Winners for the Driving the King book giveaway will be announced Friday. Make sure you get your comments in now. All you have to do to enter this one is share one thing that you’re looking forward to in 2015. So far readers have said everything from date nights to summer!
And speaking of books, I’m so excited — and honored — to have my essay included in this book, Tales from Another Mother Runner: Triumphs, Trials, Tips, and Tricks from the Road, debuting March 3! (Available for pre-order on Amazon now.)
It’s the third installment from friends of MMM Dimity McDowell Davis and Sarah Bowen Shea, the talented duo that brought you the popular Run Like a Mother. This time around, the book is a collection of 20 essays from other mother runners from around the U.S. Spoiler alert: The book is going to be so damn rad!
To promote the book, Dimity and Sarah are inviting some of the book contributors to their Another Mother podcast, and I was so pleased to kick things off this week. I had blast with those two ladies, and they asked me to read an excerpt from my essay called “Taking the Title and Running With It.” You can have a listen for yourself. (I join the fun around the 21-minute mark, but do listen to the whole show.)
I’m also happy that DMD and SBS have asked me to join them on one or two stops on their book tour. Stay tuned for dates and cities!
And let me know what you think of the pod.
P.S. This Carly Simon song is now haunting my daydreams. Big “thanks” to the AMR gals for that one. Hmph.
Happy New Year!
That sound you’re hearing? Oh, nothing. It’s just Cold-Cough-Headache-Chills trying to roll up in here and ruin the party. Jerk. I’ve been ignoring that fool for two days now, and I think I might win this thing. (Just nod and offer me more tea, please.)
Anyway, here we are, friends. It’s 2015. A fresh, new year with a clear path ahead.
In the past, I’ve tried to come up with my one-word for the year. The word that would help guide my thoughts and intentions. A word that would serve as my theme as I marched into the newness of the year. But 2014 blew through here, nearly taking the door of its hinges as it left. And especially near the end of the year, with the all the heartbreak and cruelty and injustice threatening to gobble us up whole, so many of us felt lost. Felt like we were struggling. Like we were wrestling.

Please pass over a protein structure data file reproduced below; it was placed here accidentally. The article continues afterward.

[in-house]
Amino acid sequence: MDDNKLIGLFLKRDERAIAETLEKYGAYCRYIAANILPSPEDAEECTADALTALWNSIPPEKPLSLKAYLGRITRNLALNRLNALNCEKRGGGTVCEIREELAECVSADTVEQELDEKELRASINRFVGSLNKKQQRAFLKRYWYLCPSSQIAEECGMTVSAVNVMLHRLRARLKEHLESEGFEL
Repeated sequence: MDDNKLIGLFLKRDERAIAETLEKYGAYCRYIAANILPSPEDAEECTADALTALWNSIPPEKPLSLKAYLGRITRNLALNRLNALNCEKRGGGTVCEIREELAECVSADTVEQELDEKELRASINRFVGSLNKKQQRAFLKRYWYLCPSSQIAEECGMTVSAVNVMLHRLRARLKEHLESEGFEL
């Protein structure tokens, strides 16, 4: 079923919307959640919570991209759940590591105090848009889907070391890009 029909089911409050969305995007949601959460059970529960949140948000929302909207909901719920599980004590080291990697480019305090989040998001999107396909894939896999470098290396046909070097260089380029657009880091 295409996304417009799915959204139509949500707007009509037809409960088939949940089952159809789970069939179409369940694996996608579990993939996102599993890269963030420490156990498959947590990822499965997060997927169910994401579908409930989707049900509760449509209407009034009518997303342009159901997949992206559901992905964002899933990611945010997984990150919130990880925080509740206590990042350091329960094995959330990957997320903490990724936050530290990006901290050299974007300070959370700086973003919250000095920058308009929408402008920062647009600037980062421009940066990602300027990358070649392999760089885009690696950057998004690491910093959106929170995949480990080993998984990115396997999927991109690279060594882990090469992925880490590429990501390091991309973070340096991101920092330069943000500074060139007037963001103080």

But there were good things too. My healthy family. My new niece. Celebrations. Reunions. Friends. Laughter. Happiness. The Youngster soaking up every bit of joy this curious, spinning world has to offer him. And the utter delight of basking in this kid’s glow.
So instead of finding one word for 2015, I think I’m going to just open the blank page of this ever-entertaining book and wait for them to appear, relishing in each one as it comes.
And speaking of books, I think this is a good day for a GIVEAWAY!
Ravi Howard, writer, father, MMM guest contributor, and certified homey, has a new novel out called Driving the King. And today is his pub date. The book is already receiving great reviews, including — sniff — from The New York Times. Very excited for Ravi. That guy deserves all the shine and more.
Now, here’s where you come in. The kind folks at HarperCollins have offered up TWO books for this giveaway. And all you have to do is leave a comment below about one thing you’re looking forward to in 2015. That’s it.
Leave you comment below, and the TWO lucky winners will be announced later this month.
Oh, and stay tuned for more giveaways and book talk this year on MMM. We’re diving in, people. Be ready.